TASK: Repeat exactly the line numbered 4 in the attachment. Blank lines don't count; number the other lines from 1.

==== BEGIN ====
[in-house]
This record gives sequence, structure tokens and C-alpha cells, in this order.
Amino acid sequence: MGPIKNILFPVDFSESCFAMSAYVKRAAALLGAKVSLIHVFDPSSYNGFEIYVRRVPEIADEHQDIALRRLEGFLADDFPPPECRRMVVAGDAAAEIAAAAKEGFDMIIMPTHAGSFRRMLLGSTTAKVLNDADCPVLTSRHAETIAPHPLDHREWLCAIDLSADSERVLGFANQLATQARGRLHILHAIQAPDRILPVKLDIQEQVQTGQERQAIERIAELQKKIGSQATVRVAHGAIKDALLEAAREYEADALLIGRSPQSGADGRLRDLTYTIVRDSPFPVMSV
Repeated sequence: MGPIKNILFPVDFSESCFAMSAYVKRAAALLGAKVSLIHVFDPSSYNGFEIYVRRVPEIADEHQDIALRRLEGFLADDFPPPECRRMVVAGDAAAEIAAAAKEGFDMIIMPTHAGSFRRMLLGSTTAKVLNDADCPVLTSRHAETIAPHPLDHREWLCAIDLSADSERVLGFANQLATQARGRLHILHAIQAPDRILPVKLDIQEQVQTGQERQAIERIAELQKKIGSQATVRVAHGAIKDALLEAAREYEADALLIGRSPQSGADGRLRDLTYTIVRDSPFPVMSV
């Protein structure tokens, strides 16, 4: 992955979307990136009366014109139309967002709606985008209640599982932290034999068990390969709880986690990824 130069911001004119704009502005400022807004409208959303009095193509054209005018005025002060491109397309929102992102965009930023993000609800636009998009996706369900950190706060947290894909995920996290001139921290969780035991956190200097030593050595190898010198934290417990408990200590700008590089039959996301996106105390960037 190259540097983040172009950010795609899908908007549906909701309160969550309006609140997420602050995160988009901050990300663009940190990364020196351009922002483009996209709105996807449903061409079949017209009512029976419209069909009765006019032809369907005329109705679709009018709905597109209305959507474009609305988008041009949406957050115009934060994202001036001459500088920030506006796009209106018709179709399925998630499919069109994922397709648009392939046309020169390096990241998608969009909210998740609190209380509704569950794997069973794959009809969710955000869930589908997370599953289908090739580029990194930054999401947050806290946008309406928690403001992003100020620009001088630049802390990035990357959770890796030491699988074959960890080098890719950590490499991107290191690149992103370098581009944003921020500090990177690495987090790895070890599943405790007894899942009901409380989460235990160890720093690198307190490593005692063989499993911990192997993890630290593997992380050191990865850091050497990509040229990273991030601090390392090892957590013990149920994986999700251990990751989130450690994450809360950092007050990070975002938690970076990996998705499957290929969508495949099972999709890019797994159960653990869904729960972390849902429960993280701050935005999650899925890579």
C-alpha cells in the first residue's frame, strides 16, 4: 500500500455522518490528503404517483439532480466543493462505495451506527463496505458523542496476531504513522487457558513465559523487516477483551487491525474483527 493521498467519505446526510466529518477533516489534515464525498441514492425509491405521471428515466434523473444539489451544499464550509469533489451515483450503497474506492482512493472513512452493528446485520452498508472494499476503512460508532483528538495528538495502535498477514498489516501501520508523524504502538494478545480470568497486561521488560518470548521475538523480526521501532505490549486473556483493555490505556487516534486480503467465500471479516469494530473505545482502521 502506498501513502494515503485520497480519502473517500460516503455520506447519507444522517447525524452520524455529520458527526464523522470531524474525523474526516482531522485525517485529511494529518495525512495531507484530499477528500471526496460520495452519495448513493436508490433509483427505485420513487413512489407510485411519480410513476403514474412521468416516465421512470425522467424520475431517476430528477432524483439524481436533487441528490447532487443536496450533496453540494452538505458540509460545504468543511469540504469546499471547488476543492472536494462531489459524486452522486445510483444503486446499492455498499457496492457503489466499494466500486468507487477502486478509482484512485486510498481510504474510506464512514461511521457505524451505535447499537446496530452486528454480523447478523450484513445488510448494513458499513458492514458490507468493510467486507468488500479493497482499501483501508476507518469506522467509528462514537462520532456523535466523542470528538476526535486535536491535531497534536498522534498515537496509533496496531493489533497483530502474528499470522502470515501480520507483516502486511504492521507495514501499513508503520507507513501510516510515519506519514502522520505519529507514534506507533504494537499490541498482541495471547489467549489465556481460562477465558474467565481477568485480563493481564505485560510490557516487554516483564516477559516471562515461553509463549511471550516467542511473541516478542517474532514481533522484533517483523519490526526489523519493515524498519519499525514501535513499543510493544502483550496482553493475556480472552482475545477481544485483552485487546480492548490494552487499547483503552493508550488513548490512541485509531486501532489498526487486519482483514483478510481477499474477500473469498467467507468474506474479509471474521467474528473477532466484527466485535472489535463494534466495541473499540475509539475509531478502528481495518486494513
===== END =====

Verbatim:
Repeated sequence: MGPIKNILFPVDFSESCFAMSAYVKRAAALLGAKVSLIHVFDPSSYNGFEIYVRRVPEIADEHQDIALRRLEGFLADDFPPPECRRMVVAGDAAAEIAAAAKEGFDMIIMPTHAGSFRRMLLGSTTAKVLNDADCPVLTSRHAETIAPHPLDHREWLCAIDLSADSERVLGFANQLATQARGRLHILHAIQAPDRILPVKLDIQEQVQTGQERQAIERIAELQKKIGSQATVRVAHGAIKDALLEAAREYEADALLIGRSPQSGADGRLRDLTYTIVRDSPFPVMSV